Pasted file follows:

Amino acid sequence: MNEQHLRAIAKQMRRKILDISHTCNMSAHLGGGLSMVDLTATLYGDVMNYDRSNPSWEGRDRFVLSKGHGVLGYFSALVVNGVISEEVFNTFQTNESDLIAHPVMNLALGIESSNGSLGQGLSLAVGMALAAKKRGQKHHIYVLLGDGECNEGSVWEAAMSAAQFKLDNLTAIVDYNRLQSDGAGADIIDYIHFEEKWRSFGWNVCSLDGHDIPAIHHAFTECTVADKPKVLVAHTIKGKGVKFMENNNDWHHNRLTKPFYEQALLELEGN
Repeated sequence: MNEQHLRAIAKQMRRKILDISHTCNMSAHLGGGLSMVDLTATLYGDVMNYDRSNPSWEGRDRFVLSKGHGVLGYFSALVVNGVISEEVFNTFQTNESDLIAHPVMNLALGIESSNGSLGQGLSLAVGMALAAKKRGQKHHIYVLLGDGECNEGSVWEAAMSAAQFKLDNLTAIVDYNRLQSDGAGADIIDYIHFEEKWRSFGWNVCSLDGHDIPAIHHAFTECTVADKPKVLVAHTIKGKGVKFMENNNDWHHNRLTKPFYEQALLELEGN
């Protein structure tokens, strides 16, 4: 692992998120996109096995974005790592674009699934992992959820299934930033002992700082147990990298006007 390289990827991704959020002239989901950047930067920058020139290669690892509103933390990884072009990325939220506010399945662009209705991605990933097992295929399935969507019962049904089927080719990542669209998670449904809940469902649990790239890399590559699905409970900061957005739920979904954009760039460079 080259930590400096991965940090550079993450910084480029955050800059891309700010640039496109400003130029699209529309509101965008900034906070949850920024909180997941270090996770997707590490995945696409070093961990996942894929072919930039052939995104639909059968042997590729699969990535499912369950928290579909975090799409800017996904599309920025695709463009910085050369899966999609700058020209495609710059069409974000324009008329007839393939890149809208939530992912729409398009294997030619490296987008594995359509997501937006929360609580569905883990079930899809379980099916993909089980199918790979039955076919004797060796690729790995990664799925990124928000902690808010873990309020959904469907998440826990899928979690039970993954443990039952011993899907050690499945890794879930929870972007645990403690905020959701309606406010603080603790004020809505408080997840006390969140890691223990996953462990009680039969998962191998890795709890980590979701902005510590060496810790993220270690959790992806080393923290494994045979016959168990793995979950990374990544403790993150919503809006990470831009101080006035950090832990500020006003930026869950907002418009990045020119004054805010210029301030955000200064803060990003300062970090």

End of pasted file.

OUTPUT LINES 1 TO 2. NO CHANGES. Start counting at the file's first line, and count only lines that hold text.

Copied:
Amino acid sequence: MNEQHLRAIAKQMRRKILDISHTCNMSAHLGGGLSMVDLTATLYGDVMNYDRSNPSWEGRDRFVLSKGHGVLGYFSALVVNGVISEEVFNTFQTNESDLIAHPVMNLALGIESSNGSLGQGLSLAVGMALAAKKRGQKHHIYVLLGDGECNEGSVWEAAMSAAQFKLDNLTAIVDYNRLQSDGAGADIIDYIHFEEKWRSFGWNVCSLDGHDIPAIHHAFTECTVADKPKVLVAHTIKGKGVKFMENNNDWHHNRLTKPFYEQALLELEGN
Repeated sequence: MNEQHLRAIAKQMRRKILDISHTCNMSAHLGGGLSMVDLTATLYGDVMNYDRSNPSWEGRDRFVLSKGHGVLGYFSALVVNGVISEEVFNTFQTNESDLIAHPVMNLALGIESSNGSLGQGLSLAVGMALAAKKRGQKHHIYVLLGDGECNEGSVWEAAMSAAQFKLDNLTAIVDYNRLQSDGAGADIIDYIHFEEKWRSFGWNVCSLDGHDIPAIHHAFTECTVADKPKVLVAHTIKGKGVKFMENNNDWHHNRLTKPFYEQALLELEGN